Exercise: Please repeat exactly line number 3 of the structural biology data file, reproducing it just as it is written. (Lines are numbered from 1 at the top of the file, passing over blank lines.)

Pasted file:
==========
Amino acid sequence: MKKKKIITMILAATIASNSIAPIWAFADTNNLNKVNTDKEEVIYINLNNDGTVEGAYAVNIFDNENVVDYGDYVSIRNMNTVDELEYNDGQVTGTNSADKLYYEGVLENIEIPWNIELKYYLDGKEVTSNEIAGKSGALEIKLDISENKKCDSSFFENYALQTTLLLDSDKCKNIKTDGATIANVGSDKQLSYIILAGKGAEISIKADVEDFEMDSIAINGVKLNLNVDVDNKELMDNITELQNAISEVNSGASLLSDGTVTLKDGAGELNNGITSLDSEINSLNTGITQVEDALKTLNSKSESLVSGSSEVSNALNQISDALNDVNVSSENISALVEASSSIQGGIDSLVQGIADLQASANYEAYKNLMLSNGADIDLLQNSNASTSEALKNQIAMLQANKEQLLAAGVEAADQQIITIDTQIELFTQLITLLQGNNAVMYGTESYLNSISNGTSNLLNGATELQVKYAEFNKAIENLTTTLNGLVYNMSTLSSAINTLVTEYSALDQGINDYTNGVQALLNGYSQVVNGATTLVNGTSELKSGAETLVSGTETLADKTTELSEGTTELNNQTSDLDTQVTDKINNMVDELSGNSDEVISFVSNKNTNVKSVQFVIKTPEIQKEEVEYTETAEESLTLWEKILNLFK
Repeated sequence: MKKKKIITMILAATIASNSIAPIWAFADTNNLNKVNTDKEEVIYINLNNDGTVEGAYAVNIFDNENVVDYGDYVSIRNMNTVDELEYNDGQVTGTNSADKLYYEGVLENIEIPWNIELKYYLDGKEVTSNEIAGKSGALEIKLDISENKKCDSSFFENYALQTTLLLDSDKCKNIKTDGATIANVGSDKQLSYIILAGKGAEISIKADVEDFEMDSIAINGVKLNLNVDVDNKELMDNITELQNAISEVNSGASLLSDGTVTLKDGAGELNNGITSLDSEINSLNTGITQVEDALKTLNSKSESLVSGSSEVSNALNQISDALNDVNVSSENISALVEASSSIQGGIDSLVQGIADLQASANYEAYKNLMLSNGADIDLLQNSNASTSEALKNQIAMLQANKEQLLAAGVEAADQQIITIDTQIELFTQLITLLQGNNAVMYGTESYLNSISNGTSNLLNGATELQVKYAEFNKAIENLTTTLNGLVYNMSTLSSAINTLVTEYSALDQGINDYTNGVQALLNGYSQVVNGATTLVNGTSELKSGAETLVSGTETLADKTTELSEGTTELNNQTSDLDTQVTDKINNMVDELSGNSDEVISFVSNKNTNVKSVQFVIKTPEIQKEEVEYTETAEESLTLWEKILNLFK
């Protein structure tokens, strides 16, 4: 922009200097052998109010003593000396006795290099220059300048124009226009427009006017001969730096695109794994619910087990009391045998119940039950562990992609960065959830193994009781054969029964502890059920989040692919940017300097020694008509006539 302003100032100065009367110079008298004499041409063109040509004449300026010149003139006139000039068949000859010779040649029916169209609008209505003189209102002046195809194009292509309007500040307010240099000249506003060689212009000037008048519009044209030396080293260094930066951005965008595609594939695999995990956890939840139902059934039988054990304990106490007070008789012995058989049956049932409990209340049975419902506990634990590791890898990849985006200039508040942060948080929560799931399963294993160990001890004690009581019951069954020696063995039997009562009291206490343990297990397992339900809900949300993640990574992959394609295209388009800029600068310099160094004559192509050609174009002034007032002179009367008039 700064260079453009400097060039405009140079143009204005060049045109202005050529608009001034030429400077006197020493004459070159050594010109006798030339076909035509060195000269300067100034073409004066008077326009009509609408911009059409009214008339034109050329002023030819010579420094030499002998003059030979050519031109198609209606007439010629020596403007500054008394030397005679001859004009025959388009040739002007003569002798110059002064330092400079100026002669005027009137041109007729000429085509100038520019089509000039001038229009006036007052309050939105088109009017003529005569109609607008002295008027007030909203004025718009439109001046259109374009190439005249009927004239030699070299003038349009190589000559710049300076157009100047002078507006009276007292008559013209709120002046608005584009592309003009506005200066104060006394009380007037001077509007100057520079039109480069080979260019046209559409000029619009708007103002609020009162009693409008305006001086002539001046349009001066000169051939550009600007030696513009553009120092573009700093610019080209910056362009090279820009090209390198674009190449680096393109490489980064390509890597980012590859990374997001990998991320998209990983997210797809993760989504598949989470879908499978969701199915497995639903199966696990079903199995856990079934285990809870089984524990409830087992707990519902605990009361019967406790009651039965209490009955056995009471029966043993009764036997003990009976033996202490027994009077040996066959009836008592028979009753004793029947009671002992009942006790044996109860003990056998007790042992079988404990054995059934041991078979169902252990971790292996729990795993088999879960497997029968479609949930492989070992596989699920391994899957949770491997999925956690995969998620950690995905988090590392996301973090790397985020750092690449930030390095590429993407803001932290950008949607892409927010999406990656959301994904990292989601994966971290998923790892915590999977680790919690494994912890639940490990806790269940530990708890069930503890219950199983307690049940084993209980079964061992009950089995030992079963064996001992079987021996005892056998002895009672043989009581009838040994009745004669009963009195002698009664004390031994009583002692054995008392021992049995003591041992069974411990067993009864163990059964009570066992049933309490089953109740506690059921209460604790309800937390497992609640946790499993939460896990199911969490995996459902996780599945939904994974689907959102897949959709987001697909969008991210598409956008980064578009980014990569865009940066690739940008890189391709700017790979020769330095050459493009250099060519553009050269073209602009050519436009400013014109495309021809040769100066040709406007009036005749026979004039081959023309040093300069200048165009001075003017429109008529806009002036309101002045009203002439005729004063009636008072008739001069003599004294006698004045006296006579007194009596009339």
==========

């Protein structure tokens, strides 16, 4: 922009200097052998109010003593000396006795290099220059300048124009226009427009006017001969730096695109794994619910087990009391045998119940039950562990992609960065959830193994009781054969029964502890059920989040692919940017300097020694008509006539 302003100032100065009367110079008298004499041409063109040509004449300026010149003139006139000039068949000859010779040649029916169209609008209505003189209102002046195809194009292509309007500040307010240099000249506003060689212009000037008048519009044209030396080293260094930066951005965008595609594939695999995990956890939840139902059934039988054990304990106490007070008789012995058989049956049932409990209340049975419902506990634990590791890898990849985006200039508040942060948080929560799931399963294993160990001890004690009581019951069954020696063995039997009562009291206490343990297990397992339900809900949300993640990574992959394609295209388009800029600068310099160094004559192509050609174009002034007032002179009367008039 700064260079453009400097060039405009140079143009204005060049045109202005050529608009001034030429400077006197020493004459070159050594010109006798030339076909035509060195000269300067100034073409004066008077326009009509609408911009059409009214008339034109050329002023030819010579420094030499002998003059030979050519031109198609209606007439010629020596403007500054008394030397005679001859004009025959388009040739002007003569002798110059002064330092400079100026002669005027009137041109007729000429085509100038520019089509000039001038229009006036007052309050939105088109009017003529005569109609607008002295008027007030909203004025718009439109001046259109374009190439005249009927004239030699070299003038349009190589000559710049300076157009100047002078507006009276007292008559013209709120002046608005584009592309003009506005200066104060006394009380007037001077509007100057520079039109480069080979260019046209559409000029619009708007103002609020009162009693409008305006001086002539001046349009001066000169051939550009600007030696513009553009120092573009700093610019080209910056362009090279820009090209390198674009190449680096393109490489980064390509890597980012590859990374997001990998991320998209990983997210797809993760989504598949989470879908499978969701199915497995639903199966696990079903199995856990079934285990809870089984524990409830087992707990519902605990009361019967406790009651039965209490009955056995009471029966043993009764036997003990009976033996202490027994009077040996066959009836008592028979009753004793029947009671002992009942006790044996109860003990056998007790042992079988404990054995059934041991078979169902252990971790292996729990795993088999879960497997029968479609949930492989070992596989699920391994899957949770491997999925956690995969998620950690995905988090590392996301973090790397985020750092690449930030390095590429993407803001932290950008949607892409927010999406990656959301994904990292989601994966971290998923790892915590999977680790919690494994912890639940490990806790269940530990708890069930503890219950199983307690049940084993209980079964061992009950089995030992079963064996001992079987021996005892056998002895009672043989009581009838040994009745004669009963009195002698009664004390031994009583002692054995008392021992049995003591041992069974411990067993009864163990059964009570066992049933309490089953109740506690059921209460604790309800937390497992609640946790499993939460896990199911969490995996459902996780599945939904994974689907959102897949959709987001697909969008991210598409956008980064578009980014990569865009940066690739940008890189391709700017790979020769330095050459493009250099060519553009050269073209602009050519436009400013014109495309021809040769100066040709406007009036005749026979004039081959023309040093300069200048165009001075003017429109008529806009002036309101002045009203002439005729004063009636008072008739001069003599004294006698004045006296006579007194009596009339």